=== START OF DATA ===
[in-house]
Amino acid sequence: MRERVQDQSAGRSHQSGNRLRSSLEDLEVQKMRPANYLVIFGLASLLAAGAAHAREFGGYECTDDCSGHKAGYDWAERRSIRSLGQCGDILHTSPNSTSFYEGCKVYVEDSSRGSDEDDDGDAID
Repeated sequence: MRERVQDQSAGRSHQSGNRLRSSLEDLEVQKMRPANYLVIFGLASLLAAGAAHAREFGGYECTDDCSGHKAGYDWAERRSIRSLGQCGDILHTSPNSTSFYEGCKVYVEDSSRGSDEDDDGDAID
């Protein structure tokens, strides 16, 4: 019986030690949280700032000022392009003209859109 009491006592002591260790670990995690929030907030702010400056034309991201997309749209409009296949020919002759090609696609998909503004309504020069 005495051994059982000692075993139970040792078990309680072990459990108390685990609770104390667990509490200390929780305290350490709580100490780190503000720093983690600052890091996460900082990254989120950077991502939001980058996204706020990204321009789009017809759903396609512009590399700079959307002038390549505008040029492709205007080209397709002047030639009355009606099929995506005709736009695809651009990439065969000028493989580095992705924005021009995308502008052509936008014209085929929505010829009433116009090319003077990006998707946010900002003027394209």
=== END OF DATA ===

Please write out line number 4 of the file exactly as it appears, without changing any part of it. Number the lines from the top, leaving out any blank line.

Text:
């Protein structure tokens, strides 16, 4: 019986030690949280700032000022392009003209859109 009491006592002591260790670990995690929030907030702010400056034309991201997309749209409009296949020919002759090609696609998909503004309504020069 005495051994059982000692075993139970040792078990309680072990459990108390685990609770104390667990509490200390929780305290350490709580100490780190503000720093983690600052890091996460900082990254989120950077991502939001980058996204706020990204321009789009017809759903396609512009590399700079959307002038390549505008040029492709205007080209397709002047030639009355009606099929995506005709736009695809651009990439065969000028493989580095992705924005021009995308502008052509936008014209085929929505010829009433116009090319003077990006998707946010900002003027394209």